His passer rating when holding the ball would be fourth on the season against the Packers behind Carson Wentz and the last two quarterbacks the Packers have faced. His performance actually supports the troubling trend line in quarterbacks having success holding the ball.
Carr’s success with quick throws also embody a secondary trend that must be noted. It’s not just the Packers are less effective defending passes when the quarterback holds it, they having less success overall as well. In the first three weeks, the Packers kept opposing quarterbacks under 80 in passer rating when getting the ball out quickly. Since then, only Matthew Stafford has fallen below 80 and the Packers haven’t kept the other four quarterbacks under 90.
That leaves us with an obvious problem to which we can point: coverage. Darnell Savage’s return to the field wasn’t enough the last two weeks to reverse this troubling trend. Preston and Za’Darius Smith keep putting up sack numbers. The real difference is the turnovers, particularly interceptions. After picking off seven passes in the first five games, the Packers have just one over the last four.
Jaire Alexander started the season on an absolute tear, but offenses are finding ways to use his aggression against him. Savage’s return didn’t buoy the defense in large part because Adrian Amos must play more out of position as a nickel linebacker/safety hybrid and Blake Martinez’s limitations in coverage show up more often when quarterbacks can use the middle of the field, knowing he can’t run with their receivers.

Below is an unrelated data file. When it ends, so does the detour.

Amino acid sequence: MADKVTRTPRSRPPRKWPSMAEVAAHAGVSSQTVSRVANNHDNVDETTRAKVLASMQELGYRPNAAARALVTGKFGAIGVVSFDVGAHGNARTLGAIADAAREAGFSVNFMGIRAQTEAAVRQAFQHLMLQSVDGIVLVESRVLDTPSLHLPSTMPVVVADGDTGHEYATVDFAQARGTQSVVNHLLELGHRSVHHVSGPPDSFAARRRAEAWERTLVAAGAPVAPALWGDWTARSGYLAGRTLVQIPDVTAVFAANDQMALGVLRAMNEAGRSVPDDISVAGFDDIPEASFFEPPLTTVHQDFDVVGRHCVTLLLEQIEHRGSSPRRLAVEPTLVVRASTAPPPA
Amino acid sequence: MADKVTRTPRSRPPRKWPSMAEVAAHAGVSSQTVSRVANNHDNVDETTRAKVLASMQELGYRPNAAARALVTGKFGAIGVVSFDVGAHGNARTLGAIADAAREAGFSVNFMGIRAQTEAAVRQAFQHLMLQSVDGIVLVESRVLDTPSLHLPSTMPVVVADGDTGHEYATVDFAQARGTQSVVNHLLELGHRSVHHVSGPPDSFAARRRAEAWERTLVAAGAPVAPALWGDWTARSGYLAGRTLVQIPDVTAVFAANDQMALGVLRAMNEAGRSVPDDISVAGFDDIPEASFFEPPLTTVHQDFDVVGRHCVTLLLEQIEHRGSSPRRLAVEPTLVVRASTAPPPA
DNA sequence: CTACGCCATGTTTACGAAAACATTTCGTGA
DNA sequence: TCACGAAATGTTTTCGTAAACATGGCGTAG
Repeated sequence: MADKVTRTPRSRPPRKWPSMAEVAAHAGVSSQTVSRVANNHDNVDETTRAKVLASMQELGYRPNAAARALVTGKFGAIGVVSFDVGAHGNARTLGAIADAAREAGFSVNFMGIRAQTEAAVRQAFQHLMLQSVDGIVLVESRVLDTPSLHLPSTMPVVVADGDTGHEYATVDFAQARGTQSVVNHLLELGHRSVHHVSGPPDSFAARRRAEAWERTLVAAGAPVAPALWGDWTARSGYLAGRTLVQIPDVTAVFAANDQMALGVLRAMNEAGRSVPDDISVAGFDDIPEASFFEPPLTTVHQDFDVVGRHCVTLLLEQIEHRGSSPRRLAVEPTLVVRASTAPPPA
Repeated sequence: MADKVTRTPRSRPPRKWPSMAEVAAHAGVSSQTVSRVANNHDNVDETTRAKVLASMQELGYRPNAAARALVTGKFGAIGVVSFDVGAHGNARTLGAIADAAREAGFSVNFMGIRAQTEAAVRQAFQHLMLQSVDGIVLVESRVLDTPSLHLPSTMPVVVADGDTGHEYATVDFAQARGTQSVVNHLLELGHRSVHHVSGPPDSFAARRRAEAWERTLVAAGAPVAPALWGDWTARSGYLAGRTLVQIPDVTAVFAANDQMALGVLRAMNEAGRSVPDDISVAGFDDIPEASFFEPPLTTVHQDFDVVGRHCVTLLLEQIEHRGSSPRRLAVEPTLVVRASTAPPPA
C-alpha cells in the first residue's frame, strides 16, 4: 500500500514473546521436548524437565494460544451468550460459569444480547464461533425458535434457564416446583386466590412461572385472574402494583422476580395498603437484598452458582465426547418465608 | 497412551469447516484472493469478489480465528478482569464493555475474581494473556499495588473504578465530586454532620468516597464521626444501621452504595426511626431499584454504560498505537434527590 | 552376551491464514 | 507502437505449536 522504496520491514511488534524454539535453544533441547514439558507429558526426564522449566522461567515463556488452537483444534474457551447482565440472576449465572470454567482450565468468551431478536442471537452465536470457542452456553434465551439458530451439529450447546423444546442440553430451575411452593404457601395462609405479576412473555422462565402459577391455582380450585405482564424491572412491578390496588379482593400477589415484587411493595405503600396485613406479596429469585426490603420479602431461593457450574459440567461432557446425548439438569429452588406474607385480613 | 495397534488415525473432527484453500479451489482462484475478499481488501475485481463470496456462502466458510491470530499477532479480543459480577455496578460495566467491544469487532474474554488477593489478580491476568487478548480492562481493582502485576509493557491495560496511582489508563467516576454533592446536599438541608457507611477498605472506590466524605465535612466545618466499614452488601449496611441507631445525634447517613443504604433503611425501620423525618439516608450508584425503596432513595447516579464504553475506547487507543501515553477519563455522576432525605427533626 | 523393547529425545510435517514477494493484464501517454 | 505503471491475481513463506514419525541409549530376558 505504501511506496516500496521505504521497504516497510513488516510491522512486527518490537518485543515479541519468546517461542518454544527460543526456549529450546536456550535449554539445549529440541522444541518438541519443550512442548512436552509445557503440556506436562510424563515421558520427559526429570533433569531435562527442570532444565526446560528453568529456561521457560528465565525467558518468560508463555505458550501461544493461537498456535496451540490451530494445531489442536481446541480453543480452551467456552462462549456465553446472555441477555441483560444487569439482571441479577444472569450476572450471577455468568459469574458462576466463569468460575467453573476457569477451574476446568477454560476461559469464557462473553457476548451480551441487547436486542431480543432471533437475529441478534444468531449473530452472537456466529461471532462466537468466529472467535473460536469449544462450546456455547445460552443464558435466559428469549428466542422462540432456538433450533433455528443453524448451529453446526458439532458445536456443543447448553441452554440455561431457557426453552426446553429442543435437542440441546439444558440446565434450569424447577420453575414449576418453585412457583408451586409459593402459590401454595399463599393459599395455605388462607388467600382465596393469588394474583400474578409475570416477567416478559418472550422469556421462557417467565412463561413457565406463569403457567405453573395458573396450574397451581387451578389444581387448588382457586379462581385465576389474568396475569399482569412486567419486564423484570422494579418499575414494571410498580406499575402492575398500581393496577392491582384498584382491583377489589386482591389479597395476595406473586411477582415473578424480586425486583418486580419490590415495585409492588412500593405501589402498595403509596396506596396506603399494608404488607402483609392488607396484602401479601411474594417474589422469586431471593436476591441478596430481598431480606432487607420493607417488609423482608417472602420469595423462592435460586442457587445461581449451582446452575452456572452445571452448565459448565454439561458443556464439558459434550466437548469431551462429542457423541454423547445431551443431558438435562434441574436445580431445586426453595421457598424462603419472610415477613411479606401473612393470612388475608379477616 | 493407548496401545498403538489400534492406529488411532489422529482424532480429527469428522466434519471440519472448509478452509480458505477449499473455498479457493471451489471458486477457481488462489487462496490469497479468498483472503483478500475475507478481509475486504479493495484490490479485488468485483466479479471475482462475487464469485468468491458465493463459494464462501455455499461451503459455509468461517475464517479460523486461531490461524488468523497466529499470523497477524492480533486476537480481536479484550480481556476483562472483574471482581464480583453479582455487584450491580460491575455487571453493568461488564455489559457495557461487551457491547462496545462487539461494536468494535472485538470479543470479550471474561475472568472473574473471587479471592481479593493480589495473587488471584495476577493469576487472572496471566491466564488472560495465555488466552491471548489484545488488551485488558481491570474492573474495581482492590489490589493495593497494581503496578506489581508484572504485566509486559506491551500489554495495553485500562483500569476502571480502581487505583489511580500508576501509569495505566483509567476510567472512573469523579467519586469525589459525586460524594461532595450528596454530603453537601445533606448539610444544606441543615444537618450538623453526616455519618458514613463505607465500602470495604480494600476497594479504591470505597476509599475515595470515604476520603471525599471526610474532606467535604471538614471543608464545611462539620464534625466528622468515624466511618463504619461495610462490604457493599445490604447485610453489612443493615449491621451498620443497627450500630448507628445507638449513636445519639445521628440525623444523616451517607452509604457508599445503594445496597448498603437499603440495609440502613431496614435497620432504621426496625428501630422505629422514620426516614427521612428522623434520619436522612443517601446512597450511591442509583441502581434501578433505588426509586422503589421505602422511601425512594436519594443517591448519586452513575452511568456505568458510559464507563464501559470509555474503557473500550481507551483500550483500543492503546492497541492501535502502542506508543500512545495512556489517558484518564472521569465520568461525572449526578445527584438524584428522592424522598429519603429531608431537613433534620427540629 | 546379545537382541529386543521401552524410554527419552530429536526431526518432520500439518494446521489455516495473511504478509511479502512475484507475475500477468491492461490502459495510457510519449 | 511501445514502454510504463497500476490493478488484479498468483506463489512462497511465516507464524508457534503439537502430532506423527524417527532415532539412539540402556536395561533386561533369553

Perhaps getting healthy will bolster the Packers, and a healthier dose of blitzes could be in order. Green Bay has one of the best four-man rushes in football, but Pettine thrives with his array of designer blitzes. He may have had too much respect for someone like Rivers, who Pettine said has seen everything and therefore would be difficult to confuse. That doesn’t team sitting back every play in the same look and never trying to force the issue.
One of the main criticisms of Dom Capers, often from his own players, was a passive plan. Pettine is, by nature, an aggressive, blitzing coach who wants to disguise and confuse and attack. That’s not the version of the defense we’ve seen, perhaps because he wants to fix the issues with big plays. Blitzing creates opportunities for chunk plays if you don’t get home. Coaches often counter with more vanilla schemes, hoping to execute them more effectively and mitigate big plays. After all, the Packers boast one of the most impressive four-man rushes in the league this season. Why force the issue?
Unfortunately for Green Bay, this paradox also haunts them with personnel. Pettine sacrifices run game success with smaller personnel to defend the pass, then can’t get consistent play from his secondary to ... yanno, defend the pass. If they’re going to play more passively with rushing four and dropping seven, then giving up big plays must end. Otherwise, the team might as well return to a more blitz-heavy team and live with the splash plays they were giving up anyway.